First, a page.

SEARCH
SEARCH

Community Health Center

What is a Community Health Center?

On August 11, 2015, the Health and Human Services Secretary Sylvia M. Burwell announced today $169 million in Affordable Care Act funding to 266 new health center sites in 46 states, the District of Columbia and Puerto Rico for the delivery of comprehensive primary health care services in communities that need them most.
The JRF Community Health Center is one of the nine New Jersey grant award totaling $3,697,689 to serve a proposed 30,073 new patients.
These new health center sites are projected to increase access to health care services for over 1.2 million patients. These awards build on the $101 million awarded to 164 new health center sites in May 2015.
The JRF Community Health Center is one of the 700 new health center sites that have opened because of the Affordable Care Act, including those awarded earlier in 2015. What started with one clinic in rural Mississippi and another in South Boston is today a national program that supports 1,300 community-based and patient-directed health centers with 9,000 sites serving nearly 23 million people.

 

For more information, click on the image below.

Federal Tort Claims Act Designation

This Health Center is a Health Center Program grantee under 42 U.S.C. 254b and a deemed Public Health Service employee under 42 U.S.C.233(g)-(n)


What is an Federally Qualified Health Center?
An FQHC, or Federally Qualified Health Center, is a nonprofit or public community health center that fulfills certain health service criteria and receives specific government reimbursements and funding.

What do FQHCs do?
FQHCs do a lot, but the most important services we provide are:

  1. Comprehensive primary care. FQHCs offer primary care for all age groups, as well as mental, substance abuse and dental health services. We also partner with other community, health and social organizations to make sure patients have access to a full range of care.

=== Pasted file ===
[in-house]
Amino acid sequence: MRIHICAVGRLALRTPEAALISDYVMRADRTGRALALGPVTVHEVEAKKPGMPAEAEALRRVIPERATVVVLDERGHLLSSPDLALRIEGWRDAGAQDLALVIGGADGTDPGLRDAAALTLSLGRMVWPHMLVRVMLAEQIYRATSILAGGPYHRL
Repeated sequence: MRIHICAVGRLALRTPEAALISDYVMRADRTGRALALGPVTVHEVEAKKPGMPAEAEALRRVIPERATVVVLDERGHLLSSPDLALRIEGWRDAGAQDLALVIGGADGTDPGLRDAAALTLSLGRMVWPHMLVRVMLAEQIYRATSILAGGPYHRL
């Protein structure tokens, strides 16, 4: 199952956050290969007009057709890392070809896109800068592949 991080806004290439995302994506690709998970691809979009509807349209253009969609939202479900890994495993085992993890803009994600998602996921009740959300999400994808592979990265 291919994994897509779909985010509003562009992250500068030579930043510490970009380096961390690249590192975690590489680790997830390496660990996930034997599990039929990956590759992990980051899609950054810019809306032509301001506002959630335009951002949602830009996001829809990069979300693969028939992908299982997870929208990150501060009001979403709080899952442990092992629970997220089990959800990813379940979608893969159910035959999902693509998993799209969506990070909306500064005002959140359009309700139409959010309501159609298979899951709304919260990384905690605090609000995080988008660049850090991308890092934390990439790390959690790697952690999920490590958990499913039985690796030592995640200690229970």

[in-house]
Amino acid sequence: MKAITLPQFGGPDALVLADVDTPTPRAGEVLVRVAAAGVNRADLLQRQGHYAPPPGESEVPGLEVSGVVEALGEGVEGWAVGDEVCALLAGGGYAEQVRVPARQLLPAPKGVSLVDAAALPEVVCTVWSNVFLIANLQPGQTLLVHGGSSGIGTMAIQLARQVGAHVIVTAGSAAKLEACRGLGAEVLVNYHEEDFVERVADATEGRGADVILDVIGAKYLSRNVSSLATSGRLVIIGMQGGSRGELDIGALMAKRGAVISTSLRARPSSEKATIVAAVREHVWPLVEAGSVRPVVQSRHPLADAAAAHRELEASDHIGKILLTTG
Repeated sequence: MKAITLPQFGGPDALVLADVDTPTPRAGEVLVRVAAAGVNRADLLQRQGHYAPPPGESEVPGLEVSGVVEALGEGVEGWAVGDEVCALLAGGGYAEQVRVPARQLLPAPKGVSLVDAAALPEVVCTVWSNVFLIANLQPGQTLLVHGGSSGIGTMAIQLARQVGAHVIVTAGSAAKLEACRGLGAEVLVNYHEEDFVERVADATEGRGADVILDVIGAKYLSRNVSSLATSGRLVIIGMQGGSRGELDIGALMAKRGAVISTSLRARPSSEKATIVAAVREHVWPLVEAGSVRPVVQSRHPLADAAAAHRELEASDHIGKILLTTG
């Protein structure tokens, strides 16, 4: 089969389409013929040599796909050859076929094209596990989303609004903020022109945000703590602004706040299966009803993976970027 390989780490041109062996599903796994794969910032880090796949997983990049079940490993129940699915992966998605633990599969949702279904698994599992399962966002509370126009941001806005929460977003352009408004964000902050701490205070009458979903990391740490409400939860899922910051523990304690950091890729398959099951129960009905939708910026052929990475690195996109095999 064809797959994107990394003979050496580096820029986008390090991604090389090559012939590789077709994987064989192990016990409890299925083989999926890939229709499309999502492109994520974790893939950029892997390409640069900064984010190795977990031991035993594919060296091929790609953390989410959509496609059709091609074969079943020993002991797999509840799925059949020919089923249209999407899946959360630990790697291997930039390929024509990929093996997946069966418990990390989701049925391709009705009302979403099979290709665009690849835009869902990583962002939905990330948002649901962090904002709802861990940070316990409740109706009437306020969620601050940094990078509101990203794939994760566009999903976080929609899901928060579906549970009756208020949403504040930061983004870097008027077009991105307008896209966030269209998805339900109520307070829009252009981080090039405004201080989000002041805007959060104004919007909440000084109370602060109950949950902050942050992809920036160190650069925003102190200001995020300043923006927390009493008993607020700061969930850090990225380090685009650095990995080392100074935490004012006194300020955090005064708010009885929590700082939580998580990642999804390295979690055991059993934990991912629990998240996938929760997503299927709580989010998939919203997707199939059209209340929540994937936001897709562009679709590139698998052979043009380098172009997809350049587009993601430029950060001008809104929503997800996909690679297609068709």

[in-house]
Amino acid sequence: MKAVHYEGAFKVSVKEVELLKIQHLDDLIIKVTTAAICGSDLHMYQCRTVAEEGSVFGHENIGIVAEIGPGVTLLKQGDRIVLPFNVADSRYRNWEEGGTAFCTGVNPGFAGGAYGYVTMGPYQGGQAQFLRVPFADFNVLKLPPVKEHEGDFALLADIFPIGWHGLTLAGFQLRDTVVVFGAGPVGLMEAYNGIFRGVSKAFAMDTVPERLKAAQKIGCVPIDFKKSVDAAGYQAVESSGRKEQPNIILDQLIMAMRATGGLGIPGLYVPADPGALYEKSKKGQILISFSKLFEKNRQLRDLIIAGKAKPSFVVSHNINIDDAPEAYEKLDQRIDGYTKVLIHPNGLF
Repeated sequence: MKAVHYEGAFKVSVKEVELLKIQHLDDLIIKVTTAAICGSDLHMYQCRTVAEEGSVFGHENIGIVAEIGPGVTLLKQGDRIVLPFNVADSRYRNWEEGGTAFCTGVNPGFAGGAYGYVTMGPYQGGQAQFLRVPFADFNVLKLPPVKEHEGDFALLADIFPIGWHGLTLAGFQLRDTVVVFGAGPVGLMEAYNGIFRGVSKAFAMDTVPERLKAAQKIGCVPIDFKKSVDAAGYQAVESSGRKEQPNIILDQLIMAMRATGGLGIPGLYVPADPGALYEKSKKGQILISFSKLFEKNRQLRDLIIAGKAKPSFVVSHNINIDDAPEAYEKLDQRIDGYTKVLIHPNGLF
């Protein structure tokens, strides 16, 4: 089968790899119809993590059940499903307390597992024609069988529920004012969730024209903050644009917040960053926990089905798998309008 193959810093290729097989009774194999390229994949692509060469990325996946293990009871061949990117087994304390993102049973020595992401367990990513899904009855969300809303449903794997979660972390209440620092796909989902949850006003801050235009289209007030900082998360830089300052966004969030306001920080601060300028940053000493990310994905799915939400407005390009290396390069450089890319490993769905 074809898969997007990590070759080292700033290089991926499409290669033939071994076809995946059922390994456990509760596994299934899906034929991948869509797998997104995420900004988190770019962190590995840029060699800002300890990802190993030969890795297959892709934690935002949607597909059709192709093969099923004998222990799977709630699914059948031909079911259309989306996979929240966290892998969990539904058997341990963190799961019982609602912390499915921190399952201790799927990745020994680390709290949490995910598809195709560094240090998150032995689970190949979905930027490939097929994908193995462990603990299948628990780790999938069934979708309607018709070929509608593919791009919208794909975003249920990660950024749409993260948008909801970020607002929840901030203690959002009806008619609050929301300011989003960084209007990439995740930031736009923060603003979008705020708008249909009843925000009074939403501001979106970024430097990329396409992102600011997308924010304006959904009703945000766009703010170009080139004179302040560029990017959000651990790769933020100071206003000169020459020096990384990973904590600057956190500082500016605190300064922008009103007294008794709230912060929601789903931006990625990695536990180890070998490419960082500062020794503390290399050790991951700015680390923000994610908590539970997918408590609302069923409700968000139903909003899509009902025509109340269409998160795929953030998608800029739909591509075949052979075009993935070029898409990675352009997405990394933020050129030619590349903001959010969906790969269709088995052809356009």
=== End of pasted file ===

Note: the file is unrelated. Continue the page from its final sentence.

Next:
2. A sliding fee discount program. Sliding fee programs are based on an individual’s income and family size. They allow patients to pay based on their ability to pay, so that you never have to pay more than you can.
  3. Service to a Medically Underserved Area or Population. Medically Underserved Areas and Populations, or MUA/Ps, have limited access to medical care or have higher medical needs than services available to them. In other words, we provide health services to the people who need them most.
  4. Services for all. We will provide you with medical care regardless of your ability to pay and regardless of your insurance status. We will work something out for you. We can even help you get temporary insurance.

What kind of federal funding do FQHCs get?
FQHCs get government reimbursements under Medicare & Medicaid. They also qualify for federal funding through Section 330 of the Public Health Service Act, but they do not necessarily have to receive the funding to be considered an FQHC.

Why are FQHCs so important?
FQHCs level the playing field. We will not deny you healthcare because you don’t have insurance, because you are not a U.S. Citizen or because you cannot afford medical care. FQHCs exist to provide care to everyone who needs it.

Alert!
You are using an outdated browser. Please upgrade your browser to improve your experience.